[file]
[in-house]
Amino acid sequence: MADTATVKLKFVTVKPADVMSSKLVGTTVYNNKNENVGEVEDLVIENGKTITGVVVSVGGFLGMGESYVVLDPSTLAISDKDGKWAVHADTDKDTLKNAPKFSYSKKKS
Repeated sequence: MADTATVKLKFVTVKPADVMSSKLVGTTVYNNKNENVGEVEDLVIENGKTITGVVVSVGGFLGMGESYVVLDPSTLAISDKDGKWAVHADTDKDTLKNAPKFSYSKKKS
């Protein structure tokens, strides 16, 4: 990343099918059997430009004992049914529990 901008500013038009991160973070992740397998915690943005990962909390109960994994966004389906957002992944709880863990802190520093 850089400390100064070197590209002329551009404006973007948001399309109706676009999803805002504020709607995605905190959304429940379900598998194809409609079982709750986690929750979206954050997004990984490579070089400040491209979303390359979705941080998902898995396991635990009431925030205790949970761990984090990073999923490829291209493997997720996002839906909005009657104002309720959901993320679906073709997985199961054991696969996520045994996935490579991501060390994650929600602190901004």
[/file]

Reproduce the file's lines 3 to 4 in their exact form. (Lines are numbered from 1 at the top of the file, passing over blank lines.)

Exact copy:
Repeated sequence: MADTATVKLKFVTVKPADVMSSKLVGTTVYNNKNENVGEVEDLVIENGKTITGVVVSVGGFLGMGESYVVLDPSTLAISDKDGKWAVHADTDKDTLKNAPKFSYSKKKS
């Protein structure tokens, strides 16, 4: 990343099918059997430009004992049914529990 901008500013038009991160973070992740397998915690943005990962909390109960994994966004389906957002992944709880863990802190520093 850089400390100064070197590209002329551009404006973007948001399309109706676009999803805002504020709607995605905190959304429940379900598998194809409609079982709750986690929750979206954050997004990984490579070089400040491209979303390359979705941080998902898995396991635990009431925030205790949970761990984090990073999923490829291209493997997720996002839906909005009657104002309720959901993320679906073709997985199961054991696969996520045994996935490579991501060390994650929600602190901004």